Climate change poses one of the biggest threats to New Zealand’s way of life in the years to come and will require coherent, consistent and joint action across central and local government, Local Government New Zealand says.
LGNZ has today launched its new Local Government Position Statement on Climate Change, and a 2017 climate change declaration signed by 44 mayors from around the country.
In a speech launching the position statement this afternoon LGNZ President Lawrence Yule said local government’s vision for New Zealand in 2050 is a vibrant country enjoying environmental, social, cultural and economic prosperity.
How New Zealand responds to climate change now and in years to come will determine in large part how these goals can be met.
“Adapting to and mitigating where possible the effects of climate change is a massive, massive challenge for all of us – local authorities, central government, communities and businesses,” Mr Yule said.
“In the coming years many of our communities will turn to their councils for support. Local government is committed to playing its role by utilising the full range of skills and capabilities it holds to better understand all the consequences and opportunities of climate change, and to consider climate change in its decision making.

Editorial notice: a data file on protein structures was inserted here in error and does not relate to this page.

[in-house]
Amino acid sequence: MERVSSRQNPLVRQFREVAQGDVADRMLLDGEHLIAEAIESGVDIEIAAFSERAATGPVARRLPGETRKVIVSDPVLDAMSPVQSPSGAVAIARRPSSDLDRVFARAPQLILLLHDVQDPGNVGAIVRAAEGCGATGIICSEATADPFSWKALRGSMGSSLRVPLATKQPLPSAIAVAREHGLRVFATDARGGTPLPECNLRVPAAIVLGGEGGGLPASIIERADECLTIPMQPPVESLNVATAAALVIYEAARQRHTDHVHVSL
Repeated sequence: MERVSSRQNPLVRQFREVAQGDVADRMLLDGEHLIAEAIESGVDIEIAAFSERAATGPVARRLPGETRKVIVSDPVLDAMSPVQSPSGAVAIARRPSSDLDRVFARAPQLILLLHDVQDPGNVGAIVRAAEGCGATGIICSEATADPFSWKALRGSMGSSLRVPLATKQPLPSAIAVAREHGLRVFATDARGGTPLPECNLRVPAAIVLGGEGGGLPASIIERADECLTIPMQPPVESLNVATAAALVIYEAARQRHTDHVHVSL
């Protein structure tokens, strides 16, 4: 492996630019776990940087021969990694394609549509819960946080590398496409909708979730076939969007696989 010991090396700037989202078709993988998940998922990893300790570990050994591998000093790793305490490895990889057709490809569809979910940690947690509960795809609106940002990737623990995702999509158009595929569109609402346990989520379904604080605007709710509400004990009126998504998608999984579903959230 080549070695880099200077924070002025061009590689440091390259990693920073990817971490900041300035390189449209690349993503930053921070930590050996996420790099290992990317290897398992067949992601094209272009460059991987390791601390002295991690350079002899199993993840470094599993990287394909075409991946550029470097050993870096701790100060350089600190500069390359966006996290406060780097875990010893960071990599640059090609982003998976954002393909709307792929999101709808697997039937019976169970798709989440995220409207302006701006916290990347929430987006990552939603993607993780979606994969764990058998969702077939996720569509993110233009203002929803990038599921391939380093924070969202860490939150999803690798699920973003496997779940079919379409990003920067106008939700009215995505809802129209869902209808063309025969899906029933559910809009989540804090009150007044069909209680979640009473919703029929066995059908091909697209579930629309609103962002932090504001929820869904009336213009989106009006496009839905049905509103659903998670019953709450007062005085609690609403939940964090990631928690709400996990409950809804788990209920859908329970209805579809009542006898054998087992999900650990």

“But this is a problem of national scale, in need of a joint, national response. In our view we need to see more from central government on climate change.”
Through the position statement LGNZ seeks a clear statement from central government on responsibilities for government at all levels, private sector and individual for adaptation actions, including fiscal responsibility.
“This is critical,” Mr Yule said. “Climate change is far bigger than what we are equipped to deal with now, and it will take a concerted effort from all parties to build the necessary resilience.
“It’s not too late to do this, but as the Parliamentary Commissioner for the Environment Dr Jan Wright commented recently, on climate change we need to do more, and we need to do it faster.”
The Declaration, signed by 39 mayors, reiterates the sector’s view on climate change and provided the opportunity for newly elected mayors and chairs to add their names to the declaration.